Do you work with live animals at your site? Does your site have rules about how you use these animals in your interpretive programs that sometimes make sense and sometimes don’t?
I have worked for 15+ years at a nature center in western Kentucky that has over 40 captive wild animals on exhibit. These animals have been either injured or orphaned and imprinted, and are considered “permanently non-releasable.”
Some of the biggest questions you have to deal with when you have live animals at your site are how you want the public to be able to interact with them. Can they pet them? And if so, which ones? Can they feed them? Do they have names?
At my nature center, we let visitors touch many of our snakes and turtles. But visitors can not touch our other wildlife, such as our larger birds and mammals. We also tell visitors that we don’t name the animals because they’re not pets. The lesson is supposed to be that wild animals are not pets and therefore don’t have “pet names.” These animals are wild and so should not be treated like pets.
When I was younger and just getting started in this field, I pretty much parroted these lines. But the older I get, the more I seem to question the logic. For example, why is it okay to pet a turtle but not a deer? Is the turtle somehow less “wild”? Is the deer more? Would naming our coyote really make someone more likely to try to keep one as a pet? Maybe, I just don’t know.
Obviously, some animals should not be touched because there is a safety issue – no one wants to see a visitor get hurt. But what about the value of giving people the experience of an up-close connection with an animal? The main reason that we let people touch snakes is the hope that an up-close experience will lead to less fear and more appreciation of these often-misunderstood creatures. Why does this logic seem to stop with reptiles? Would it be terrible to let visitors touch an opossum, another often-disliked animal?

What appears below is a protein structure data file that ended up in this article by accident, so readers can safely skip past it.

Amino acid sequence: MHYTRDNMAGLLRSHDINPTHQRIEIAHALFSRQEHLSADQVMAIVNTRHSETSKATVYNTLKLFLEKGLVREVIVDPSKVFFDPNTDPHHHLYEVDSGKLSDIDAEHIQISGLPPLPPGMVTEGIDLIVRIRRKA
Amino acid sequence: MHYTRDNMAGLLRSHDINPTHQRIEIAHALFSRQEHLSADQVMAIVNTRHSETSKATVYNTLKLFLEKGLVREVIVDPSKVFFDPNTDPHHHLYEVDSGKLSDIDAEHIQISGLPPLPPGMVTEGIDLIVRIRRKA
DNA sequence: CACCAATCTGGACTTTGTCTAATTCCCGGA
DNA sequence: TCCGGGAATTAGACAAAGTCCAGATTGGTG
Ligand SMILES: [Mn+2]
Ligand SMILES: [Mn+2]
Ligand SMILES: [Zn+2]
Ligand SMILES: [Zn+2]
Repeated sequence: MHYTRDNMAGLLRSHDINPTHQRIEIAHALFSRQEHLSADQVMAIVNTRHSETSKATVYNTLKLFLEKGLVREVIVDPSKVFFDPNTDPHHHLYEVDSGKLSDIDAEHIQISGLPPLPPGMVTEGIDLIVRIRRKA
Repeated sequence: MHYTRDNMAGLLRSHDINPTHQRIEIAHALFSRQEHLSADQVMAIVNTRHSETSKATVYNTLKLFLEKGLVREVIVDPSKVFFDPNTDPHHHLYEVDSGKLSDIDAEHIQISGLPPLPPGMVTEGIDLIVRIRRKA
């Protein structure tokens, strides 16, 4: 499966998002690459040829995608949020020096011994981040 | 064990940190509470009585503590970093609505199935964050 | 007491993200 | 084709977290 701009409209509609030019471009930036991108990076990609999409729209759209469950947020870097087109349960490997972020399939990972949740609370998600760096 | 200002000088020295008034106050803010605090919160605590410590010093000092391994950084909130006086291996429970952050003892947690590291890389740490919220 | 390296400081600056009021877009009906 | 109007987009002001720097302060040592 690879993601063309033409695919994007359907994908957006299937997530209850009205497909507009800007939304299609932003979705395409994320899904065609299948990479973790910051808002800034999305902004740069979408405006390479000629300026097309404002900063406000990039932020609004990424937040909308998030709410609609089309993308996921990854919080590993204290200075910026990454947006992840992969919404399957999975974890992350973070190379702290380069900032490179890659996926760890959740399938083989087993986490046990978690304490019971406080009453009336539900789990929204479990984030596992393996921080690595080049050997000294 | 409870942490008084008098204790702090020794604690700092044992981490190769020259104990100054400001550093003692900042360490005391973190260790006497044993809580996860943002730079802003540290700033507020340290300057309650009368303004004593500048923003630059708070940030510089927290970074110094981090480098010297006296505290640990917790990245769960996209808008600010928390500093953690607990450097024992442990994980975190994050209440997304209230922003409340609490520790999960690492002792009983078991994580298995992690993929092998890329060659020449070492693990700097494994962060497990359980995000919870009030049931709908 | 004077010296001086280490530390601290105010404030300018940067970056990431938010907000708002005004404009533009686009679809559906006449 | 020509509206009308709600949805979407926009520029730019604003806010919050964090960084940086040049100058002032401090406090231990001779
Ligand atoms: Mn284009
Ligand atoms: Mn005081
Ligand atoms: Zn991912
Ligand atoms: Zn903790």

Currently, we have a deer at our nature center that is very people-friendly. She comes right up to people and sniffs at their hands. Even though we have signs saying “Please don’t pet the deer,” it is way too tempting, and people pet her all the time when our staff aren’t watching. So far no one has been bitten, but many have been awestruck. Is this bad? I don’t know.
More and more, it seems like people in general are having less experiences with wildlife in their regular lives. But there is a hunger for it out there. People are watching animal YouTube videos like crazy, watching animal shows on TV, following bird nest web cams. But real experiences with real animals? Those seem to be few and far between.
In interpretation, we often say that we need to get people to feel a connection with something if we want to motivate them to protect it. If this is true, maybe getting people to feel a connection with animals is a goal we should think more about. It sounds so simple, but many of our rules often work contrary to this.
I’m not sure this is right, it’s just a question I’ve been pondering lately. What is the harm in letting a child pet a deer if it is a safe situation? Or an opossum? Do we lose something if we let kids call a coyote “Campbell”? Or do we create something? Which is the bigger issue, getting people to think of wild animals as wild, or getting people to feel a connection with them in the first place?